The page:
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Abstract

Connective tissues such as tendons or ligaments attach to bone across a multitissue interface with spatial gradients in composition, structure, and mechanical properties. These gradients minimize stress concentrations and mediate load transfer between the soft and hard tissues. Given the high incidence of tendon and ligament injuries and the lack of integrative solutions for their repair, interface regeneration remains a significant clinical challenge. This review begins with a description of the developmental processes and the resultant structure-function relationships that translate into the functional grading necessary for stress transfer between soft tissue and bone. It then discusses the interface healing response, with a focus on the influence of mechanical loading and the role of cell-cell interactions. The review continues with a description of current efforts in interface tissue engineering, highlighting key strategies for the regeneration of the soft tissue–to-bone interface, and concludes with a summary of challenges and future directions.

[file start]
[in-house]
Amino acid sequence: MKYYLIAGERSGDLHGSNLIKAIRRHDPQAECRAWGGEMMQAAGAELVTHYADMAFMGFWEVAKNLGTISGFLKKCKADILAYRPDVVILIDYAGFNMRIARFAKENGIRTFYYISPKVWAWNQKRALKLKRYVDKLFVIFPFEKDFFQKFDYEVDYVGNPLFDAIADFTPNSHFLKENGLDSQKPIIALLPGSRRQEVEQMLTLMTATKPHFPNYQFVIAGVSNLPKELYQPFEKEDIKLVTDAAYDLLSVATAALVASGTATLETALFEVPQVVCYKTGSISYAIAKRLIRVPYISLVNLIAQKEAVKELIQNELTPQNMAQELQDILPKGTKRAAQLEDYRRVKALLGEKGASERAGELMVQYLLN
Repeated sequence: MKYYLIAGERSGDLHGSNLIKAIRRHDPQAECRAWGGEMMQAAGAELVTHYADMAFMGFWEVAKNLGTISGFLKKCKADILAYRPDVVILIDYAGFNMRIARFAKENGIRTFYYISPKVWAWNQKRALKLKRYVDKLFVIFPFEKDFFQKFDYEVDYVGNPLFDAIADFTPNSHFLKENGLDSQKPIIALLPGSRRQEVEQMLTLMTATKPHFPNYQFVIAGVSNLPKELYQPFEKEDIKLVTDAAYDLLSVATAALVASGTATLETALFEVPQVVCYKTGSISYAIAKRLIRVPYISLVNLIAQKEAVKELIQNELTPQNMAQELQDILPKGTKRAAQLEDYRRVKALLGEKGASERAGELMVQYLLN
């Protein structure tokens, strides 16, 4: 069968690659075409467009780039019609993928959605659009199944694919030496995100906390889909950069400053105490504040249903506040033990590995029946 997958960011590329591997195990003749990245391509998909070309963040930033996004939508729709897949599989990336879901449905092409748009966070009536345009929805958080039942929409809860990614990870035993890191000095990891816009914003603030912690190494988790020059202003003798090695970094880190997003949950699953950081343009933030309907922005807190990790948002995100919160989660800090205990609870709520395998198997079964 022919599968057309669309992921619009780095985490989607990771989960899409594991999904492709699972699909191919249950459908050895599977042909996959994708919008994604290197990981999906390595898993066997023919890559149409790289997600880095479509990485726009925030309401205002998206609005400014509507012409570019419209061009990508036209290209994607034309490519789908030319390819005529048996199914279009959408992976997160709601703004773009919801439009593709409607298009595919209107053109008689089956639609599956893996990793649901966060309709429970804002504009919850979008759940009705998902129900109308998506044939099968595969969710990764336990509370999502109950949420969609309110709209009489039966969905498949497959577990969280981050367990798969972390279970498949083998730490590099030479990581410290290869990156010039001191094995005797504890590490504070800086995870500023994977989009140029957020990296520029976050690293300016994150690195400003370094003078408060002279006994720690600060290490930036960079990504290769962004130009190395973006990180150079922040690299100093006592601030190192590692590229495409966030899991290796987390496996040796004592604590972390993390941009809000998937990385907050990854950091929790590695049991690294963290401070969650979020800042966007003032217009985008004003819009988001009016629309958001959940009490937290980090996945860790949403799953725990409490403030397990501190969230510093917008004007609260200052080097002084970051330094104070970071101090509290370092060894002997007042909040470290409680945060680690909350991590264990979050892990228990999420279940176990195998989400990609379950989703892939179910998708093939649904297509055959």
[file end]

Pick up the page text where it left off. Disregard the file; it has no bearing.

[Erratum, Closure]

An erratum has been published for this article:
Functional Attachment of Soft Tissues to Bone: Development, Healing, and Tissue Engineering
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/content/journals/10.1146/annurev-bioeng-071910-124656
2013-07-11
2024-06-21
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  • Article Type: Review Article
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